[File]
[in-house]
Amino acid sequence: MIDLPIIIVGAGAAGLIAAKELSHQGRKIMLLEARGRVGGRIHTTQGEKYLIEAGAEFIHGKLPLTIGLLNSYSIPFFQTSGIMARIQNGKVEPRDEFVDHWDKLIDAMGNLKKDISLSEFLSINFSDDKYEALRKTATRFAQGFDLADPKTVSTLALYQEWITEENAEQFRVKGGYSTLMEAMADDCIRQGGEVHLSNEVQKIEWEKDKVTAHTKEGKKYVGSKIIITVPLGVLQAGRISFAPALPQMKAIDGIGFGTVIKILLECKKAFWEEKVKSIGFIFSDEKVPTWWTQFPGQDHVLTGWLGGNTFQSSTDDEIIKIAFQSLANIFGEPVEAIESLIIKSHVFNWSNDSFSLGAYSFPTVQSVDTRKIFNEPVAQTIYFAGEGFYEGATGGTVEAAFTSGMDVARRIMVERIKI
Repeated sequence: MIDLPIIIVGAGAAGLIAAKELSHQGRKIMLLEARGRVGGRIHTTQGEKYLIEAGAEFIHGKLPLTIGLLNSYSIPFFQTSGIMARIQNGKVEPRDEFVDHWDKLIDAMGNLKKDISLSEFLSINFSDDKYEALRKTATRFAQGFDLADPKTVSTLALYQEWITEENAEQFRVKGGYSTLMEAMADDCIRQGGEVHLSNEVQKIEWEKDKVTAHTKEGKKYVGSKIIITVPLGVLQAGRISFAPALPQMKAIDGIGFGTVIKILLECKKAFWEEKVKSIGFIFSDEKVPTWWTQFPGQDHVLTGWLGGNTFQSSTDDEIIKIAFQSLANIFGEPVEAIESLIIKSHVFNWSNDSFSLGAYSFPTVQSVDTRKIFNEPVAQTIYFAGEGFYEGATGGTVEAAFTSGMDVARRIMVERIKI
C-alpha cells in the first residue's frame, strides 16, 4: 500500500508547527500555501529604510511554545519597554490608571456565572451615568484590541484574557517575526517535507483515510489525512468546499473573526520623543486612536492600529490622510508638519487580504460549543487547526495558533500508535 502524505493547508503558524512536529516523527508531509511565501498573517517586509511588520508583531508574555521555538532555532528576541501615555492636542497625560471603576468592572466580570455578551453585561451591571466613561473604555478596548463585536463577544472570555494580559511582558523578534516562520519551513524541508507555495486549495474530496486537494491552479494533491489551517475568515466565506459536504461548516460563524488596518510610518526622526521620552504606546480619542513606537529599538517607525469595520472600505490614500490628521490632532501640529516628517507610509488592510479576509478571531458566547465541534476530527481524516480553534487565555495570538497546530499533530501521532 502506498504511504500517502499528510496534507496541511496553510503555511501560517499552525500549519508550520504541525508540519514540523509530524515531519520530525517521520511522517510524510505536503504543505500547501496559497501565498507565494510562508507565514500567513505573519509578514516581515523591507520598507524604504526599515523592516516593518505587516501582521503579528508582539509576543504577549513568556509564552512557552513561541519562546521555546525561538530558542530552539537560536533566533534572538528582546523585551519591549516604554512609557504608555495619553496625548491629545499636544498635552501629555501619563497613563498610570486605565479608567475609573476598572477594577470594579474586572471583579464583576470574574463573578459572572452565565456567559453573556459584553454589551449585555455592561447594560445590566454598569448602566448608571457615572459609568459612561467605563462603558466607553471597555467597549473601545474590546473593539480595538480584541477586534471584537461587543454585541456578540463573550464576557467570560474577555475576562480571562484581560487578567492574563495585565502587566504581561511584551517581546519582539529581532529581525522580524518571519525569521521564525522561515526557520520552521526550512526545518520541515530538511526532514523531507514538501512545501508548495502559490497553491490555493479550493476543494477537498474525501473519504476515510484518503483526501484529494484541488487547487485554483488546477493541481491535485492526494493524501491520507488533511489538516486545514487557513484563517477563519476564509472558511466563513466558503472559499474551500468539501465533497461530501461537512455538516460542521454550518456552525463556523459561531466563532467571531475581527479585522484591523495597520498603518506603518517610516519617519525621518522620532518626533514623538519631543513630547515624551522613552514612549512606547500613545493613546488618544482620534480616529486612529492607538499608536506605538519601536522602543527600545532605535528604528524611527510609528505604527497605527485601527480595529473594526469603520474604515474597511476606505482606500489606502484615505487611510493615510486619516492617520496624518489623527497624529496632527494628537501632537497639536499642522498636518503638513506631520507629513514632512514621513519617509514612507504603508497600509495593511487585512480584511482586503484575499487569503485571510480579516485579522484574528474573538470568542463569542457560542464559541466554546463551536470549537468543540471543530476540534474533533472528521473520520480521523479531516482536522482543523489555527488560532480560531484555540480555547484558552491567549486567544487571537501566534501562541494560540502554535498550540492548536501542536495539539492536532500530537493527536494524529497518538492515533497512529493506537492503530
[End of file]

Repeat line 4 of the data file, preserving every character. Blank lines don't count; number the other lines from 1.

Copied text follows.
C-alpha cells in the first residue's frame, strides 16, 4: 500500500508547527500555501529604510511554545519597554490608571456565572451615568484590541484574557517575526517535507483515510489525512468546499473573526520623543486612536492600529490622510508638519487580504460549543487547526495558533500508535 502524505493547508503558524512536529516523527508531509511565501498573517517586509511588520508583531508574555521555538532555532528576541501615555492636542497625560471603576468592572466580570455578551453585561451591571466613561473604555478596548463585536463577544472570555494580559511582558523578534516562520519551513524541508507555495486549495474530496486537494491552479494533491489551517475568515466565506459536504461548516460563524488596518510610518526622526521620552504606546480619542513606537529599538517607525469595520472600505490614500490628521490632532501640529516628517507610509488592510479576509478571531458566547465541534476530527481524516480553534487565555495570538497546530499533530501521532 502506498504511504500517502499528510496534507496541511496553510503555511501560517499552525500549519508550520504541525508540519514540523509530524515531519520530525517521520511522517510524510505536503504543505500547501496559497501565498507565494510562508507565514500567513505573519509578514516581515523591507520598507524604504526599515523592516516593518505587516501582521503579528508582539509576543504577549513568556509564552512557552513561541519562546521555546525561538530558542530552539537560536533566533534572538528582546523585551519591549516604554512609557504608555495619553496625548491629545499636544498635552501629555501619563497613563498610570486605565479608567475609573476598572477594577470594579474586572471583579464583576470574574463573578459572572452565565456567559453573556459584553454589551449585555455592561447594560445590566454598569448602566448608571457615572459609568459612561467605563462603558466607553471597555467597549473601545474590546473593539480595538480584541477586534471584537461587543454585541456578540463573550464576557467570560474577555475576562480571562484581560487578567492574563495585565502587566504581561511584551517581546519582539529581532529581525522580524518571519525569521521564525522561515526557520520552521526550512526545518520541515530538511526532514523531507514538501512545501508548495502559490497553491490555493479550493476543494477537498474525501473519504476515510484518503483526501484529494484541488487547487485554483488546477493541481491535485492526494493524501491520507488533511489538516486545514487557513484563517477563519476564509472558511466563513466558503472559499474551500468539501465533497461530501461537512455538516460542521454550518456552525463556523459561531466563532467571531475581527479585522484591523495597520498603518506603518517610516519617519525621518522620532518626533514623538519631543513630547515624551522613552514612549512606547500613545493613546488618544482620534480616529486612529492607538499608536506605538519601536522602543527600545532605535528604528524611527510609528505604527497605527485601527480595529473594526469603520474604515474597511476606505482606500489606502484615505487611510493615510486619516492617520496624518489623527497624529496632527494628537501632537497639536499642522498636518503638513506631520507629513514632512514621513519617509514612507504603508497600509495593511487585512480584511482586503484575499487569503485571510480579516485579522484574528474573538470568542463569542457560542464559541466554546463551536470549537468543540471543530476540534474533533472528521473520520480521523479531516482536522482543523489555527488560532480560531484555540480555547484558552491567549486567544487571537501566534501562541494560540502554535498550540492548536501542536495539539492536532500530537493527536494524529497518538492515533497512529493506537492503530